I started blogging last year and I'm proud to have joined the ranks, if that doesn't sound too soppy.

jdc325 said...

Interesting comment from TK: "CAM, like religion, doesn't often feel the need for self-examination..."
This is something I've written about on a number of occasions. I think that Ben Goldacre perhaps put it best when he wrote that: “The food supplement pill industry is phenomenally powerful, extremely lucrative and incredibly influential, but it has shown itself to be philosophically and commercially incapable of critical self-appraisal.” [My italics.]

Christine Michael said...

Thank you very much for your thoughtful responses to my comments on anonymity; I don't blog (yet) and I'm sure this issue is often aired, so thanks for your patience. I can quite see the 'troll avoidance' argument (especially when you see the comments some of the 'bad science' bloggers get, and if you're blogging on a topic that raises irrational passions it makes sense. I can't quite agree though with 'it's what I say, not who I am that matters'. Perhaps I'm just diehard old media but I like to know context, eg whether the piece I'm reading was published in the Daily Mail or The Guardian (although, bad example, shame on me if I couldn't tell straightaway).
Also, although I do quite see the 'not wanting to upset family or employers' argument, I can't help but feel that if you have issues with someone or some body that you can only air anonymously, this isn't very healthy for your working or family life.
So if and when I do start to blog, I'd hope to do so openly. But don't quote me. And thank you for publishing my comments on this very illustrious blog.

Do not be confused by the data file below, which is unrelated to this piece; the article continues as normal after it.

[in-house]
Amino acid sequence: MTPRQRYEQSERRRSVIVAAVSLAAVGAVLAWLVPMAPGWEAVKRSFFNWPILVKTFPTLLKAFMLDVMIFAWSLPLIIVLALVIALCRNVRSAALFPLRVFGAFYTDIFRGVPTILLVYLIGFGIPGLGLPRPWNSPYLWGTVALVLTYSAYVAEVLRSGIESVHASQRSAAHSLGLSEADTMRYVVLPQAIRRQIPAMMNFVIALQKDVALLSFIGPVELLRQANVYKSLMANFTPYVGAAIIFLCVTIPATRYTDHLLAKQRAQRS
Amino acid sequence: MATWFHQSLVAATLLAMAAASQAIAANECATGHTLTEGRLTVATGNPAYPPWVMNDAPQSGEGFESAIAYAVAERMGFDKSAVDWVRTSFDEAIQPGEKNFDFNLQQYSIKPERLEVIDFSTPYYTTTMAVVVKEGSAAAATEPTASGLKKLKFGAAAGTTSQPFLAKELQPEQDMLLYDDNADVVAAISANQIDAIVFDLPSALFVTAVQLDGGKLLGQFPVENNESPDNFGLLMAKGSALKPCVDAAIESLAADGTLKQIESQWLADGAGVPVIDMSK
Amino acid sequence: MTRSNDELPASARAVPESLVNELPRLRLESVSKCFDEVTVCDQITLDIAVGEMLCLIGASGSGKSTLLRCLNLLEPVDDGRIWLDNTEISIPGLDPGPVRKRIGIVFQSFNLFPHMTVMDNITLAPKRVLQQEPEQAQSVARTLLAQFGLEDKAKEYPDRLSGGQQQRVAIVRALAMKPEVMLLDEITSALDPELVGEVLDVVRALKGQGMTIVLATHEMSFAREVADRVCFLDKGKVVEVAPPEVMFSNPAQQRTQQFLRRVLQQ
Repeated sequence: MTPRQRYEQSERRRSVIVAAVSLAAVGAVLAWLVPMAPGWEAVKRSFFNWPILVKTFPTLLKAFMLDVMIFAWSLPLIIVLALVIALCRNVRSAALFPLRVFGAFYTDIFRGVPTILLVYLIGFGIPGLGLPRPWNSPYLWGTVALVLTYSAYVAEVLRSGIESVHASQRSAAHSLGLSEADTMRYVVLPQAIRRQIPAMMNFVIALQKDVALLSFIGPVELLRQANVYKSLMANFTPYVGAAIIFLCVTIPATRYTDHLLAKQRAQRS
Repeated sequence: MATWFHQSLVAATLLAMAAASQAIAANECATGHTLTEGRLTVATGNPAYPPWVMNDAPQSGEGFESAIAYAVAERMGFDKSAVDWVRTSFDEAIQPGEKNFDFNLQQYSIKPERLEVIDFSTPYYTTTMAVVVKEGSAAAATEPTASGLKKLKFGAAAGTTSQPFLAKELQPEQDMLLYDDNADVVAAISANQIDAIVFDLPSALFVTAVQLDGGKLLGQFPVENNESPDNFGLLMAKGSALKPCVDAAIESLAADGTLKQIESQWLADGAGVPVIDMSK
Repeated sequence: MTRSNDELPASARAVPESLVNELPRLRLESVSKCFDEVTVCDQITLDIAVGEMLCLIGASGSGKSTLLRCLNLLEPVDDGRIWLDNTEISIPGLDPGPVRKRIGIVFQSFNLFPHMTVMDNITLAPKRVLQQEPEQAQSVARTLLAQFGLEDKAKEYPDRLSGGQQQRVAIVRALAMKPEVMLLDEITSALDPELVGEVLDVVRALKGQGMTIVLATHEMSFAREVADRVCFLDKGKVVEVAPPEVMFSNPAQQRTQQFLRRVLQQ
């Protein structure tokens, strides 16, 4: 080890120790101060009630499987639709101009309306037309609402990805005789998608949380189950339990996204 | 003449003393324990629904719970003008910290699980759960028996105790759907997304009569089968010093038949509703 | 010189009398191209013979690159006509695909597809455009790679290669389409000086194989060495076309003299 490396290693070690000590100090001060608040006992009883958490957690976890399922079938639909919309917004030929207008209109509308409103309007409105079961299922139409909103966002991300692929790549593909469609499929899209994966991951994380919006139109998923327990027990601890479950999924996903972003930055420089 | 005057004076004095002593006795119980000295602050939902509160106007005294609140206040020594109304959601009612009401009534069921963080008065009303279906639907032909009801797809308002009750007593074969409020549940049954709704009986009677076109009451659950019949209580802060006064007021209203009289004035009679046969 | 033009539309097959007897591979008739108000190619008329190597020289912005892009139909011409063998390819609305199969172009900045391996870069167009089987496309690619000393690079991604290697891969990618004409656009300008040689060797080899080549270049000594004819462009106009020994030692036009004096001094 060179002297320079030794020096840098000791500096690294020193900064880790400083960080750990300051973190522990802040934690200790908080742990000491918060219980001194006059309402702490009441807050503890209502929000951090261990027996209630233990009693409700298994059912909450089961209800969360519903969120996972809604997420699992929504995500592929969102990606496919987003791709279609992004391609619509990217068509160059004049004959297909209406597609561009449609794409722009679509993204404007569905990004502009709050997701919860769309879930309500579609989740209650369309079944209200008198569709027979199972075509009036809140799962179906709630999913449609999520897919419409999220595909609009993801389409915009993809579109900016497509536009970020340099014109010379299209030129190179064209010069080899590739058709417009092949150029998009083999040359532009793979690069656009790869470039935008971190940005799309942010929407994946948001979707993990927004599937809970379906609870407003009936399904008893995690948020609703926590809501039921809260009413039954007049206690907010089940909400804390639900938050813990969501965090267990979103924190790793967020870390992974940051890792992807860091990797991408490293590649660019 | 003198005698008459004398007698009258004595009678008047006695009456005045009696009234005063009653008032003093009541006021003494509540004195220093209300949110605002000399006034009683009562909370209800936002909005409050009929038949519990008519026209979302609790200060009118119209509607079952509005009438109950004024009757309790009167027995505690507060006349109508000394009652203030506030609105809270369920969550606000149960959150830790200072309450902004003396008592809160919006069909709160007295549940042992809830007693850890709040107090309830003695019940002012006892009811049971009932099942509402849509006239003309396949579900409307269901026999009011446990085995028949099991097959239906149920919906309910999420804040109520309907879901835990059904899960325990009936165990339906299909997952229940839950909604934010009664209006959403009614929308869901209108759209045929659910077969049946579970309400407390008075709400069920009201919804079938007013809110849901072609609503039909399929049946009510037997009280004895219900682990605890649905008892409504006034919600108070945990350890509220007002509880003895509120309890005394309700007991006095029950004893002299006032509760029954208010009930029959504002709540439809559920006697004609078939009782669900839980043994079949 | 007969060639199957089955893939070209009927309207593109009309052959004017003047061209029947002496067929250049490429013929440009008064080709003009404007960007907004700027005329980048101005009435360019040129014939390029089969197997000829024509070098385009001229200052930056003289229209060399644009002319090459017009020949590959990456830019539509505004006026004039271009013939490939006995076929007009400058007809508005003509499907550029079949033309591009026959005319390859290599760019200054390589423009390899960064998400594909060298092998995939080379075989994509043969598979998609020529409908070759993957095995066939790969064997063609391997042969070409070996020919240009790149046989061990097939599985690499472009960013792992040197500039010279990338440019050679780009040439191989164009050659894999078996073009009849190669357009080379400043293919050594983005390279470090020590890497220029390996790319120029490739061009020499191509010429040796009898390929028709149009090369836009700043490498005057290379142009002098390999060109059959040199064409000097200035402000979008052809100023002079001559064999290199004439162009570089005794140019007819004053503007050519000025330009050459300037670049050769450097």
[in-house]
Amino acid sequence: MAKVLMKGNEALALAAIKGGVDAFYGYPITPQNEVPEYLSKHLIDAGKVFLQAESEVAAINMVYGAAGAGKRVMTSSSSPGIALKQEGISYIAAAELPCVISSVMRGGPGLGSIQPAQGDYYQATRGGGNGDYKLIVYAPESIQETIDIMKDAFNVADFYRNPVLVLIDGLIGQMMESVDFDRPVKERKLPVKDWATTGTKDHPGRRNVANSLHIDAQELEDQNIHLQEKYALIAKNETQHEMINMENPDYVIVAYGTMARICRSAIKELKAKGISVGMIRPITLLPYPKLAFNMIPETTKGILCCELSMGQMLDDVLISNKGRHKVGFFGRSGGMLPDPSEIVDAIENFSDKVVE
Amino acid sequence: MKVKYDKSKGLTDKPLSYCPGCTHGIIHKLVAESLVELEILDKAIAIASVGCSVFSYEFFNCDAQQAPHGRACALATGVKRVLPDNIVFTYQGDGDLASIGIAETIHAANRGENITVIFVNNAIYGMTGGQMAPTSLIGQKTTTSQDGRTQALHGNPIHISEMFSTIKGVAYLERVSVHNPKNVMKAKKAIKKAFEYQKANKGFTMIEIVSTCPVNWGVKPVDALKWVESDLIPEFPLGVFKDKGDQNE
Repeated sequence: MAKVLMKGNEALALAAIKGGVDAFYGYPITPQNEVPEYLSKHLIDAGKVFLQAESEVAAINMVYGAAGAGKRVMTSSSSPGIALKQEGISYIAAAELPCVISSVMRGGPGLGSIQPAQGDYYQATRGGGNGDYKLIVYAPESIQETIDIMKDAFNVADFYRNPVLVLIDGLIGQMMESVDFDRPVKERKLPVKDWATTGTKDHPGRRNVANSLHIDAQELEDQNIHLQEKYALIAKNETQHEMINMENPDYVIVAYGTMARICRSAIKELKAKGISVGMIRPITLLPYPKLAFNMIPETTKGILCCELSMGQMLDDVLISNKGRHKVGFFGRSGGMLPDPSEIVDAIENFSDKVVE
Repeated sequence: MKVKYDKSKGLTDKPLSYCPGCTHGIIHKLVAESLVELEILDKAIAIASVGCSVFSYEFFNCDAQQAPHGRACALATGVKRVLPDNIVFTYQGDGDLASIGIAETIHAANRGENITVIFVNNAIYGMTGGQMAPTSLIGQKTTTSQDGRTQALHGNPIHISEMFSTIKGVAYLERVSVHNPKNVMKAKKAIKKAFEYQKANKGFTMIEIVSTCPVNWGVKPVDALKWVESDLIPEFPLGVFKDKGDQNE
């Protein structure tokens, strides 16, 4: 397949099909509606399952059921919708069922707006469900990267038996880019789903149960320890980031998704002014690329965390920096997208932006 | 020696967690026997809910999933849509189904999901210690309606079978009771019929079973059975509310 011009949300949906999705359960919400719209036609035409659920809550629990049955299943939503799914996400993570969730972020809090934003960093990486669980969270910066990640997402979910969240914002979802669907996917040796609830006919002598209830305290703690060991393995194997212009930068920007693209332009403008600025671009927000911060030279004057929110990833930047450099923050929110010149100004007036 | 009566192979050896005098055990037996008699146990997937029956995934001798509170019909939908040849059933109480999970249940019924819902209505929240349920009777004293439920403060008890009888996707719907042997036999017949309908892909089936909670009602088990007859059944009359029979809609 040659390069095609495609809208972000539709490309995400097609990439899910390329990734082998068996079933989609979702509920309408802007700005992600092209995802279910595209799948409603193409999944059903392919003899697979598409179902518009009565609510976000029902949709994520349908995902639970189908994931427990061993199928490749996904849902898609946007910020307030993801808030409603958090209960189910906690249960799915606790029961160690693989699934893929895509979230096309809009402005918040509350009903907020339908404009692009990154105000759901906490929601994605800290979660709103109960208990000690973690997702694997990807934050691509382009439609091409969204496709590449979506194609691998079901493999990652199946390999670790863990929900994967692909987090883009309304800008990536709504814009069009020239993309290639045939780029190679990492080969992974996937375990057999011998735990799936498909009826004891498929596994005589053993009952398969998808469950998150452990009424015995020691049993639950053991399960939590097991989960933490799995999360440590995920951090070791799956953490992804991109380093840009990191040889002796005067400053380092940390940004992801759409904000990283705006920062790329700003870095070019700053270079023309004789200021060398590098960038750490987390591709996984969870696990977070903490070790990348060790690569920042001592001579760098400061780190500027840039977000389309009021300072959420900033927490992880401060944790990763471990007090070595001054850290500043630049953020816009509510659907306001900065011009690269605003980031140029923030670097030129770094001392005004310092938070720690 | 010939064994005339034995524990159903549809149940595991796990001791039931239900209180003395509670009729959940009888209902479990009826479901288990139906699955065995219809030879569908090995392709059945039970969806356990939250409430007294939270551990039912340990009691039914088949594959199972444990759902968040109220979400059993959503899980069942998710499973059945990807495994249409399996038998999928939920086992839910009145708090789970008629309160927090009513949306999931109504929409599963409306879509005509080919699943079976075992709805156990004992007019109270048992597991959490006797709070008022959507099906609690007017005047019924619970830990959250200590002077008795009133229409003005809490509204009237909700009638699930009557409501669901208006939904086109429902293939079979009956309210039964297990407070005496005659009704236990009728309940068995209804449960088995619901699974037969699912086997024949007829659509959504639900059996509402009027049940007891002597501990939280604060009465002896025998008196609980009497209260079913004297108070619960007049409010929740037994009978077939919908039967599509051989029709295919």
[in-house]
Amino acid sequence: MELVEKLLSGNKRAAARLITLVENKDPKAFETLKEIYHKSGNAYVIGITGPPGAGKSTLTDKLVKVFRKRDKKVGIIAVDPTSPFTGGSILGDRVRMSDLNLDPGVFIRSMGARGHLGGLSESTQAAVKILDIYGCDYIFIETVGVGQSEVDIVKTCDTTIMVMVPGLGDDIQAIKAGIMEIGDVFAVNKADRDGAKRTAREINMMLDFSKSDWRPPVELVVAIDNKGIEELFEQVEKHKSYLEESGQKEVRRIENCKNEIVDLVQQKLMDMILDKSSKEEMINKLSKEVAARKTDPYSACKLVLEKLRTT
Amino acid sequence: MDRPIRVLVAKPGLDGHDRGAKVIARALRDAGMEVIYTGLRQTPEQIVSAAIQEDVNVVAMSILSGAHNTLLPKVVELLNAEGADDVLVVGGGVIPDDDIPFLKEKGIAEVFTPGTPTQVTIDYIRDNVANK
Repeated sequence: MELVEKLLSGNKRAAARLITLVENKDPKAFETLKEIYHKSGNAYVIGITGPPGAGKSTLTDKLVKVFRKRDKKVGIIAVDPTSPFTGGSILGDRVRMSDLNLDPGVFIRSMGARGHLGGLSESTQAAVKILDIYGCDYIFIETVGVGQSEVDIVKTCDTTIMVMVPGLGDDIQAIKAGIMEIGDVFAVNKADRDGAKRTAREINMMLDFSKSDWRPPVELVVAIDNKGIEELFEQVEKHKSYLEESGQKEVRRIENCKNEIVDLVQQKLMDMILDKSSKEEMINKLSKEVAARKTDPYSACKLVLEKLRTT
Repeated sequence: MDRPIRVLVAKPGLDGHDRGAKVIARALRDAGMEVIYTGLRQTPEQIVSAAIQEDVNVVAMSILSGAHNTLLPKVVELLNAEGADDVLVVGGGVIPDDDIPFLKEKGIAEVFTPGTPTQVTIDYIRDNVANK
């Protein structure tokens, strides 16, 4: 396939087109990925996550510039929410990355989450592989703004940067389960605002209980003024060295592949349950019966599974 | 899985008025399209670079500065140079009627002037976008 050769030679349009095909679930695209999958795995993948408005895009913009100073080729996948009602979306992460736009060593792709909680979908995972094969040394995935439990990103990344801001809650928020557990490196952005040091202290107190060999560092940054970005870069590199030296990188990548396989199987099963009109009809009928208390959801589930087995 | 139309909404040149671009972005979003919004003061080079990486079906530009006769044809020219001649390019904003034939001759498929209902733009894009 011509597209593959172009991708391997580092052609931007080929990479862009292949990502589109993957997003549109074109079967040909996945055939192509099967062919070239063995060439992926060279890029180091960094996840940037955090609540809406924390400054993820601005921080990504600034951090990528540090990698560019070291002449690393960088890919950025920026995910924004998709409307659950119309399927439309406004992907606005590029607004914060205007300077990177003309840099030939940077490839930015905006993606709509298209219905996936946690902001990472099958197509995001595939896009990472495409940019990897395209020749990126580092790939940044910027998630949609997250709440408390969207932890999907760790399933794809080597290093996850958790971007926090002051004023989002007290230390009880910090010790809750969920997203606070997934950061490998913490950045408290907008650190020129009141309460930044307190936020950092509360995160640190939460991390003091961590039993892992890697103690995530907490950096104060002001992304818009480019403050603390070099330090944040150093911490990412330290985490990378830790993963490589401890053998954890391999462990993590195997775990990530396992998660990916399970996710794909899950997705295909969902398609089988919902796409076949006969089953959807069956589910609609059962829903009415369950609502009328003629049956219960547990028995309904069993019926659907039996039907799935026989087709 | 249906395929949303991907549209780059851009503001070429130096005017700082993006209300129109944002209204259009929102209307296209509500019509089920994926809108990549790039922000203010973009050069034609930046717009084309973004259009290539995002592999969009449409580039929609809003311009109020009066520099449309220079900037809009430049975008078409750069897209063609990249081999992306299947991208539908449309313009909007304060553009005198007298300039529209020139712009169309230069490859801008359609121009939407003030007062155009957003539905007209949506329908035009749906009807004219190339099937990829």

Julian Dobson said...

Thank you for this - I think there's a lot of good sense here, and long may you thrive.

Dr Aust said...

Christine wrote:

"Also, although I do quite see the 'not wanting to upset... employers' argument, I can't help but feel that if you have issues with someone or some body that you can only air anonymously, this isn't very healthy for your working ... life."

Heh. As Hunter S. Thompson used to say, and to borrow a legal Latin phrase, res ipsa loquitur.

Actually, it doesn't have to be major "issues". The problem, speaking from a public sector perspective, is that most employers are obsessed with "presenting only good news to the world". This is actually, I think, a consequence of the "marketisation" of higher education, and I think the same applies in healthcare.

Speaking for myself, it is not that much of what I say about work is particularly scathing, and indeed I only tend to blog about work themes when they have (hopefully) some sort of universality beyond the particular workplace (some examples here and here). But... again speaking for British Universities, they have become so "negative publicity averse" these days that one would conceivably get some comeback for saying anything other than relentlessly PR-alike positivity.